The idea of using Asyncronous Timewarp & Reprojection for PCs is finally gaining traction! But what is it and how does it work?
Most pcs and standalone VR headsets don’t have enough power to generate 90 high quality frames per second (2x!) in stereoview, so clever people came up with a trick to make you perceive ~30fps as +200fps. This not only makes the experience much better, it is also more economical in terms of power consumption and/or could offer higher image fidelity per frame.
How does Async Timewarp & Reprojection work?
Simply put, Async Reprojection turns your rendered image into a simple floating plane in a threedimensional space, and as soon as you move your camera, it will initially move that plane in anticipation of the next rendered frame (Async Timewarp).
Now, instead of showing black voids all around, it will fill the empty edges of the image with ‘visually similar content’ until the next image comes along (Timewarp borders). This way, it seems that the camera moves extremely smooth and responsive, even if you are only at 25~30 frames per second.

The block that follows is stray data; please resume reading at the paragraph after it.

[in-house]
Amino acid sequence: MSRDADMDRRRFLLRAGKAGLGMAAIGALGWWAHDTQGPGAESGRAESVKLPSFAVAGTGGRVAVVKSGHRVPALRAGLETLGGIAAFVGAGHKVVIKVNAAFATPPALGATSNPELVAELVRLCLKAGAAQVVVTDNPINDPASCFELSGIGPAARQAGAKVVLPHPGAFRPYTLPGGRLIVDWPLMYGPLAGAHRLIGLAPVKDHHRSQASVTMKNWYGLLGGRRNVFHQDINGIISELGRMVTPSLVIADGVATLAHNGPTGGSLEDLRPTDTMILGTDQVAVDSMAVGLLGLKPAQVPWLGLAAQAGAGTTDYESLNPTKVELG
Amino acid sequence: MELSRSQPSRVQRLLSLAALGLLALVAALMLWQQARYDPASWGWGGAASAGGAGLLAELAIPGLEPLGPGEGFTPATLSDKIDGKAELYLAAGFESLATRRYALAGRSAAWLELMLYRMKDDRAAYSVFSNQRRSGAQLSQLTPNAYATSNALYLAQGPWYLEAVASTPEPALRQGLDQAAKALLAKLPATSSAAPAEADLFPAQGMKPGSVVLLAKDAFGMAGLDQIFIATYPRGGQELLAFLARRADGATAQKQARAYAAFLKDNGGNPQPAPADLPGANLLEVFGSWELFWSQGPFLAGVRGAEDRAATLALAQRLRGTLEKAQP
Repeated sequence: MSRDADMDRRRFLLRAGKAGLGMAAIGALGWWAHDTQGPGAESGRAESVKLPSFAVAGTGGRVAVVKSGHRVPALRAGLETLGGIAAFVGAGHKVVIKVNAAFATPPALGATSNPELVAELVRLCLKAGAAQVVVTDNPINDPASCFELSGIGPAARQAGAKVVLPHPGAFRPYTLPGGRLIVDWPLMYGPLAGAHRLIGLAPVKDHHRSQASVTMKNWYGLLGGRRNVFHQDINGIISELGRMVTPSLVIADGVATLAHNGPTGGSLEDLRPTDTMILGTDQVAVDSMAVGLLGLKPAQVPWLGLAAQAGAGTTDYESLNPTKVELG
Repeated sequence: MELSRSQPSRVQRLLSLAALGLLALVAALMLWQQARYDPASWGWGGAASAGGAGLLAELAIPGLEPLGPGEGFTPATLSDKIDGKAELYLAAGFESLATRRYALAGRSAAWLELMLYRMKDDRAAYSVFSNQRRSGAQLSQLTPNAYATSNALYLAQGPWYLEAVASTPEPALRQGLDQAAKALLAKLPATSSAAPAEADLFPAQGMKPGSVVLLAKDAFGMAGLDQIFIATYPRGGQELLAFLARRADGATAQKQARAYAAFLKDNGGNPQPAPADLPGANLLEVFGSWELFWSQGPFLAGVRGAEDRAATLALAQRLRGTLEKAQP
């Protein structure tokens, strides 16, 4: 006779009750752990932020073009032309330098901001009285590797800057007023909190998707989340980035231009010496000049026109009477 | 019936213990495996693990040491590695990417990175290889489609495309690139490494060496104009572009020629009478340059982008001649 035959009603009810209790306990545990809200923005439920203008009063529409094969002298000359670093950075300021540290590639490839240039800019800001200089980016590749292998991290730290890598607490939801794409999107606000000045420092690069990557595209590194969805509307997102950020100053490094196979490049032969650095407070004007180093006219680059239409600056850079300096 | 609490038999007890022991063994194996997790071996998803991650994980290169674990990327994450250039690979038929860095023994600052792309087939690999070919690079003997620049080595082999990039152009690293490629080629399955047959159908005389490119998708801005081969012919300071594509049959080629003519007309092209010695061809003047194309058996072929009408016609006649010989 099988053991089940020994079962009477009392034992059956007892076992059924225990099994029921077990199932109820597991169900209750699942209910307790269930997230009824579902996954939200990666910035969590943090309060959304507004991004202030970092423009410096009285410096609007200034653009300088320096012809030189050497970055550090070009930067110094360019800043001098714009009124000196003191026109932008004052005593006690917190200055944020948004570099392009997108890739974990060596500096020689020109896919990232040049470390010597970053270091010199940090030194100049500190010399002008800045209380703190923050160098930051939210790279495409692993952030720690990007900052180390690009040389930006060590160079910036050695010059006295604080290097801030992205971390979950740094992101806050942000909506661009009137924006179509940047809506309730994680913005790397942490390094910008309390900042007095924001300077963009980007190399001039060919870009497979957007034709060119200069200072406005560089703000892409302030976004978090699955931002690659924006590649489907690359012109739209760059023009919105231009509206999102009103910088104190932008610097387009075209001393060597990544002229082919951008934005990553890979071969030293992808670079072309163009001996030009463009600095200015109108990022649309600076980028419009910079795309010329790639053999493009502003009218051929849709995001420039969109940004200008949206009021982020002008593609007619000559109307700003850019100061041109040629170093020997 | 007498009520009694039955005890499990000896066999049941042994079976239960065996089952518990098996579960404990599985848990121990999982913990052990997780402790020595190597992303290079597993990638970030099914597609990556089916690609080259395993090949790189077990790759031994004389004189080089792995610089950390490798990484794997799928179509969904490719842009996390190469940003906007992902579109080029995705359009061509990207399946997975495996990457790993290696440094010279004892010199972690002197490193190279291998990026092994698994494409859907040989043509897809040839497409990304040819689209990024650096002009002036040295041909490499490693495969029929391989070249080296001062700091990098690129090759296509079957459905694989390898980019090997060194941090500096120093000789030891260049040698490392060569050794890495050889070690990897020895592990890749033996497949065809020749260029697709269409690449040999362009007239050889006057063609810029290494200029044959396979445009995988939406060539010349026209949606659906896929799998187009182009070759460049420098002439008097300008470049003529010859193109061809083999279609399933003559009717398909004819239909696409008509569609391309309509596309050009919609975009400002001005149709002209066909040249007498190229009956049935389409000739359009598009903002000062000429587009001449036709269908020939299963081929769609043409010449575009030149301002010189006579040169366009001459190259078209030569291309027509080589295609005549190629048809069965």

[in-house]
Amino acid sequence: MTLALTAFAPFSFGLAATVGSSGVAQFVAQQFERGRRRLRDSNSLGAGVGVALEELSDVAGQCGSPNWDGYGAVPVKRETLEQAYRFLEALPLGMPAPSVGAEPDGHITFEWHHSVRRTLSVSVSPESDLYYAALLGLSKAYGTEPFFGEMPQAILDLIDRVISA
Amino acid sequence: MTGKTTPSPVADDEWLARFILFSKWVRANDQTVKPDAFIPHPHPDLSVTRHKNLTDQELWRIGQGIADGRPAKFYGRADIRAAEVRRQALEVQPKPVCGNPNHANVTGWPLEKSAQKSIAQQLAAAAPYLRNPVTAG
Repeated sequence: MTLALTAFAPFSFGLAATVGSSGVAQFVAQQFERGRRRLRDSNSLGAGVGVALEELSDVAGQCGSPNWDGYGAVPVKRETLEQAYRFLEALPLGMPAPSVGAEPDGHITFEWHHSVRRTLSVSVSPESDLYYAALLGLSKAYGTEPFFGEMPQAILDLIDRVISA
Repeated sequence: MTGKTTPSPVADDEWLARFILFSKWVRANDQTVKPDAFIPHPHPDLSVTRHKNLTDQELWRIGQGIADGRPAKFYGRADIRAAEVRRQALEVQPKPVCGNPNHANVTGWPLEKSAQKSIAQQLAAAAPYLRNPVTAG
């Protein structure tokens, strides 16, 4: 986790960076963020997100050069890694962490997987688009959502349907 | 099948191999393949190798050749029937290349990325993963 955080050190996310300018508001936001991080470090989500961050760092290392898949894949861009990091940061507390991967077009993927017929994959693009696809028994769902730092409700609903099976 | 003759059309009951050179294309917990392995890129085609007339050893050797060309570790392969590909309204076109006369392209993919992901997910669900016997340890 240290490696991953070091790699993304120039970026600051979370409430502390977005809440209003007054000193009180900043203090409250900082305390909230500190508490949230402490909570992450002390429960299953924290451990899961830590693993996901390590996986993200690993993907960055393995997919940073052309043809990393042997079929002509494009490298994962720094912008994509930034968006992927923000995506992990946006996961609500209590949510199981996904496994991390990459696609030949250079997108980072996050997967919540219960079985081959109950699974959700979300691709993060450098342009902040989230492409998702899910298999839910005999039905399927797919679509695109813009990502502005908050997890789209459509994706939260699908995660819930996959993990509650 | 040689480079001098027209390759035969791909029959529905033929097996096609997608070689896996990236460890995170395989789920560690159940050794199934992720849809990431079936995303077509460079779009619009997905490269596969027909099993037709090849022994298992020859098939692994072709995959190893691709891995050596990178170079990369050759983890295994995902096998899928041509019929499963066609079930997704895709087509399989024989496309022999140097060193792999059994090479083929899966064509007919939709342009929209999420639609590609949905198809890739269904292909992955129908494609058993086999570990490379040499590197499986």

Now someone thought “what if we apply that to PCs?”
And why not? Triple-A-games, heavy BIM visualizations and complex CAD-files… Can bring your GPU to its knees… and smooth/responsive movement is perhaps the most important factor to achieve a good experience.
Even if you want to save energy and/or give your GPU and CPU some extra breathing space (especially in laptops because of heat + the battery), one could cap the framerate without sacrificing “motion fluidity”, thanks to this wonderful innovation.
Download the Async Timewarp border demo
The video sample below clearly show the Async Reprojection effect
I’ll show you an exaggerated example at barely 15 fps(!) to show just how good it works.
- First you will see 15 fps (a very sluggish experience)
- Then I activate Async Timewarp; It becomes smoother, but you can clearly see the black edges
- Finally I also activate the Timewarp Borders & Reprojection… and suddenly we get to experience a +200fps experience.
Hopefully Nvidia, AMD and Intel (Arc) are listening, and will build system-wide support for this technology into their drivers.